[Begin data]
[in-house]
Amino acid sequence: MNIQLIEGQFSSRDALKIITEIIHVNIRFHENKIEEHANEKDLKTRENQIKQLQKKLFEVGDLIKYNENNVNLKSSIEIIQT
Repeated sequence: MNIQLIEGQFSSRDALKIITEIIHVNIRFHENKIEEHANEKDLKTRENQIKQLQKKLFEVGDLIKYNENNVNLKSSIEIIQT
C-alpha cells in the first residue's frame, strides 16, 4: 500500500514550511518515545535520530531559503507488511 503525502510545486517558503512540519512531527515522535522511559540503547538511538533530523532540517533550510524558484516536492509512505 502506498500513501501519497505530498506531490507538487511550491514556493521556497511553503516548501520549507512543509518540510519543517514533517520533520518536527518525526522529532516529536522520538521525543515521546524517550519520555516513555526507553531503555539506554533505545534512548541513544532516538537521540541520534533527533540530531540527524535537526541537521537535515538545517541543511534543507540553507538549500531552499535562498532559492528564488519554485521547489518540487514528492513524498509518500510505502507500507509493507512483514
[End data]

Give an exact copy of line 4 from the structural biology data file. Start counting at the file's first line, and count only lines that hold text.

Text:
C-alpha cells in the first residue's frame, strides 16, 4: 500500500514550511518515545535520530531559503507488511 503525502510545486517558503512540519512531527515522535522511559540503547538511538533530523532540517533550510524558484516536492509512505 502506498500513501501519497505530498506531490507538487511550491514556493521556497511553503516548501520549507512543509518540510519543517514533517520533520518536527518525526522529532516529536522520538521525543515521546524517550519520555516513555526507553531503555539506554533505545534512548541513544532516538537521540541520534533527533540530531540527524535537526541537521537535515538545517541543511534543507540553507538549500531552499535562498532559492528564488519554485521547489518540487514528492513524498509518500510505502507500507509493507512483514